Cognitive computing enables people to generate value through computing in a new way. Bernard Marr writes “The goal of cognitive computing is to simulate human thought processes in a computerized model.” An alternative to a structured approach to computing – cognitive computing approaches problem solving by mimicking the human approach.
- Observing visible phenomena and bodies of evidences,
- Drawing on knowledge to develop hypotheses,
- Evaluating which hypotheses are correct, and
- Choosing the best option.
Highlights of Watson’s capabilities include:
- interpreting unstructured data,
- interpreting natural language,
- understanding context, and
- learning jargon.
To prepare Watson for solving a problem:
- a corpus of relevant information is loaded into Watson – called a Curation of Content,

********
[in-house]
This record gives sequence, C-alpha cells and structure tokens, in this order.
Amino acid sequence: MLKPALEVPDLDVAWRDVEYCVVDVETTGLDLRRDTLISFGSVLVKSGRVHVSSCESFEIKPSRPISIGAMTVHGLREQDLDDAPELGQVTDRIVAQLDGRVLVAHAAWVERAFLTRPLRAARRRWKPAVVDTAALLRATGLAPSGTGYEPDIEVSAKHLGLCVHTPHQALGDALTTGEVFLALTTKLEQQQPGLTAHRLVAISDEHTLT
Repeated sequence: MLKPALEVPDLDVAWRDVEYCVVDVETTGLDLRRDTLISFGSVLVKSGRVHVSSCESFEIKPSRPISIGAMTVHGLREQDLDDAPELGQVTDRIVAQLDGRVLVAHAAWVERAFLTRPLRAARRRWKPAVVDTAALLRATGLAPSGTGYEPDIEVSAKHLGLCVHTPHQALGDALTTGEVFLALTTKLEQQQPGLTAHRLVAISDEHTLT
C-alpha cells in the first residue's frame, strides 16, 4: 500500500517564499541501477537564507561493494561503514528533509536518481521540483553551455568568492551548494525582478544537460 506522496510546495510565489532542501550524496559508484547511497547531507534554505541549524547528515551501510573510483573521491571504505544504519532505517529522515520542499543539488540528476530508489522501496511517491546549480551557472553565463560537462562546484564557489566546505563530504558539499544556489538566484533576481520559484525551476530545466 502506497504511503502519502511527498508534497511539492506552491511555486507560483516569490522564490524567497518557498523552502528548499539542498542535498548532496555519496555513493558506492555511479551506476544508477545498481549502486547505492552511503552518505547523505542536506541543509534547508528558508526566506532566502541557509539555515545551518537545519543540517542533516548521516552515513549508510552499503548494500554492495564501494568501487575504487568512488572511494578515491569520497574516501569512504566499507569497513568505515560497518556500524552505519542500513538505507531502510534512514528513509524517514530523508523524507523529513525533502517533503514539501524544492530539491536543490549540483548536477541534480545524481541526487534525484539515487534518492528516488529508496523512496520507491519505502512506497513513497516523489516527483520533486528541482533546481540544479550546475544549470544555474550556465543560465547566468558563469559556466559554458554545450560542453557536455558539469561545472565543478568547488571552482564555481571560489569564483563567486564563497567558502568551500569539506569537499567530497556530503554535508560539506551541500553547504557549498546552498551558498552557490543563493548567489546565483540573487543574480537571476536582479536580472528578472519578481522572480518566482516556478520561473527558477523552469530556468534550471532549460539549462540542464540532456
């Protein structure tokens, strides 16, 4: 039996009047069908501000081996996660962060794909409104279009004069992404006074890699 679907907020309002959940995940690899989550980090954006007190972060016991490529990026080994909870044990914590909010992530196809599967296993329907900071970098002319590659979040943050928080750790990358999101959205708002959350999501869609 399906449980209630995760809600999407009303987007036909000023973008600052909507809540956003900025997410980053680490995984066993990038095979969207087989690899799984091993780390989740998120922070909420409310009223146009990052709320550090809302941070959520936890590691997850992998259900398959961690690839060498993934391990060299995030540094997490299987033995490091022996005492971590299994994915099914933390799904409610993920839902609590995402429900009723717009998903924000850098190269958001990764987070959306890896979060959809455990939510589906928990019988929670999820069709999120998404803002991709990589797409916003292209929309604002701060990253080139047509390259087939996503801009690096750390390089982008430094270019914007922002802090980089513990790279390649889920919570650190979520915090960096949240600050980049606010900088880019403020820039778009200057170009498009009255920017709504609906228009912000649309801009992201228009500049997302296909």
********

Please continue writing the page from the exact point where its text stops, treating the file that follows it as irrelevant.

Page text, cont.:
- data is pre-processed or Ingested,
- Watson is trained by experts through question-answer pairs, and
- Watson learns through interaction.
Watson relies on deep learning algorithms. The algorithms interpret a training set of examples to learn how something works. Each is example is an input-output pair. A pair might be a picture of a basketball and a picture of a hoop. We show the computer which object is a basketball. Then show it subsequent pictures and ask it to decide if the pictures are of basketballs. The system compares each image with that of a basketball and make an answer.